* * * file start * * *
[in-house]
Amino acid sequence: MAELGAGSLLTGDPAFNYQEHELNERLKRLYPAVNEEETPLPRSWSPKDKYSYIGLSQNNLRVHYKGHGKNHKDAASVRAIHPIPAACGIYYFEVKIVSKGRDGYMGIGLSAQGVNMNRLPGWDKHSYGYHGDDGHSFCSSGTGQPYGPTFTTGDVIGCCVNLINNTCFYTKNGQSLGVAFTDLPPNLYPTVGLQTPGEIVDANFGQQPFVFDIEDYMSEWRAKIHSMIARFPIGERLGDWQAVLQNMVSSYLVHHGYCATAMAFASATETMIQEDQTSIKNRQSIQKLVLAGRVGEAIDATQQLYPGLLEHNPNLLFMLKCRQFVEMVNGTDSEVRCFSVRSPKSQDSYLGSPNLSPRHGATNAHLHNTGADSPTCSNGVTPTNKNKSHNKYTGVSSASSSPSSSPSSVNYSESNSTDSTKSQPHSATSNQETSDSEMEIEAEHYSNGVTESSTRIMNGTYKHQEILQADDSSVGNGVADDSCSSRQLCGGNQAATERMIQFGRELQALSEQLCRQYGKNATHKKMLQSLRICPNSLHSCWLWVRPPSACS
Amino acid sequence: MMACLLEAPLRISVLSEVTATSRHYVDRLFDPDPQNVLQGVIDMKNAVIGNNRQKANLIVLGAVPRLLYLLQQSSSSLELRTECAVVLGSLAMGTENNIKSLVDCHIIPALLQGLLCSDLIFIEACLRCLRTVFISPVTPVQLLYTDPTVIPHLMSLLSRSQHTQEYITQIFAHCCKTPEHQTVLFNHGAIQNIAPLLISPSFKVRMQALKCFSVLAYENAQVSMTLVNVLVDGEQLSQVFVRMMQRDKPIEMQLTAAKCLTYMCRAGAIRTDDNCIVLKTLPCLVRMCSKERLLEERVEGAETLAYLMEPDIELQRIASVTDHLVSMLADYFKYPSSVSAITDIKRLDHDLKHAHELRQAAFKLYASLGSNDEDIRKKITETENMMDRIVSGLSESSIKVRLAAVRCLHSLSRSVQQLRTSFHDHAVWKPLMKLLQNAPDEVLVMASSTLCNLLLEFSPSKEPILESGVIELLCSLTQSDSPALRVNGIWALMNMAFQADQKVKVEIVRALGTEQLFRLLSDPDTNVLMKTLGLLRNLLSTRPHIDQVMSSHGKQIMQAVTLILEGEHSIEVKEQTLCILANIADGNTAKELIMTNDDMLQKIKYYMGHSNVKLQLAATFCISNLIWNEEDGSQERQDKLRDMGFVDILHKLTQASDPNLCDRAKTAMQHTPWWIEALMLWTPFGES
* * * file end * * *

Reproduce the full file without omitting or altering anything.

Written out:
[in-house]
Amino acid sequence: MAELGAGSLLTGDPAFNYQEHELNERLKRLYPAVNEEETPLPRSWSPKDKYSYIGLSQNNLRVHYKGHGKNHKDAASVRAIHPIPAACGIYYFEVKIVSKGRDGYMGIGLSAQGVNMNRLPGWDKHSYGYHGDDGHSFCSSGTGQPYGPTFTTGDVIGCCVNLINNTCFYTKNGQSLGVAFTDLPPNLYPTVGLQTPGEIVDANFGQQPFVFDIEDYMSEWRAKIHSMIARFPIGERLGDWQAVLQNMVSSYLVHHGYCATAMAFASATETMIQEDQTSIKNRQSIQKLVLAGRVGEAIDATQQLYPGLLEHNPNLLFMLKCRQFVEMVNGTDSEVRCFSVRSPKSQDSYLGSPNLSPRHGATNAHLHNTGADSPTCSNGVTPTNKNKSHNKYTGVSSASSSPSSSPSSVNYSESNSTDSTKSQPHSATSNQETSDSEMEIEAEHYSNGVTESSTRIMNGTYKHQEILQADDSSVGNGVADDSCSSRQLCGGNQAATERMIQFGRELQALSEQLCRQYGKNATHKKMLQSLRICPNSLHSCWLWVRPPSACS
Amino acid sequence: MMACLLEAPLRISVLSEVTATSRHYVDRLFDPDPQNVLQGVIDMKNAVIGNNRQKANLIVLGAVPRLLYLLQQSSSSLELRTECAVVLGSLAMGTENNIKSLVDCHIIPALLQGLLCSDLIFIEACLRCLRTVFISPVTPVQLLYTDPTVIPHLMSLLSRSQHTQEYITQIFAHCCKTPEHQTVLFNHGAIQNIAPLLISPSFKVRMQALKCFSVLAYENAQVSMTLVNVLVDGEQLSQVFVRMMQRDKPIEMQLTAAKCLTYMCRAGAIRTDDNCIVLKTLPCLVRMCSKERLLEERVEGAETLAYLMEPDIELQRIASVTDHLVSMLADYFKYPSSVSAITDIKRLDHDLKHAHELRQAAFKLYASLGSNDEDIRKKITETENMMDRIVSGLSESSIKVRLAAVRCLHSLSRSVQQLRTSFHDHAVWKPLMKLLQNAPDEVLVMASSTLCNLLLEFSPSKEPILESGVIELLCSLTQSDSPALRVNGIWALMNMAFQADQKVKVEIVRALGTEQLFRLLSDPDTNVLMKTLGLLRNLLSTRPHIDQVMSSHGKQIMQAVTLILEGEHSIEVKEQTLCILANIADGNTAKELIMTNDDMLQKIKYYMGHSNVKLQLAATFCISNLIWNEEDGSQERQDKLRDMGFVDILHKLTQASDPNLCDRAKTAMQHTPWWIEALMLWTPFGES